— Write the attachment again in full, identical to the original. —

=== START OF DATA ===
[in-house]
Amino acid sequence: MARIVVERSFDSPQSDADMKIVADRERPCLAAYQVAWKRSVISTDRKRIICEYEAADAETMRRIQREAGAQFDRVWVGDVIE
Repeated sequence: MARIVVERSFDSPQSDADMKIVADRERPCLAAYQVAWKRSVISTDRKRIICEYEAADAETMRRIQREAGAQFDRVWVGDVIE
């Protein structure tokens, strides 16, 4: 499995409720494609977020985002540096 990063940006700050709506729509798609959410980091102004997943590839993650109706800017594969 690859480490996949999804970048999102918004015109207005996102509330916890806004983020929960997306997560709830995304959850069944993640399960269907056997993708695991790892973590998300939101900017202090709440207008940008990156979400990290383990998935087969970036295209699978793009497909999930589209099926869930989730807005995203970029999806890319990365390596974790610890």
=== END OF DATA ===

[in-house]
Amino acid sequence: MARIVVERSFDSPQSDADMKIVADRERPCLAAYQVAWKRSVISTDRKRIICEYEAADAETMRRIQREAGAQFDRVWVGDVIE
Repeated sequence: MARIVVERSFDSPQSDADMKIVADRERPCLAAYQVAWKRSVISTDRKRIICEYEAADAETMRRIQREAGAQFDRVWVGDVIE
């Protein structure tokens, strides 16, 4: 499995409720494609977020985002540096 990063940006700050709506729509798609959410980091102004997943590839993650109706800017594969 690859480490996949999804970048999102918004015109207005996102509330916890806004983020929960997306997560709830995304959850069944993640399960269907056997993708695991790892973590998300939101900017202090709440207008940008990156979400990290383990998935087969970036295209699978793009497909999930589209099926869930989730807005995203970029999806890319990365390596974790610890």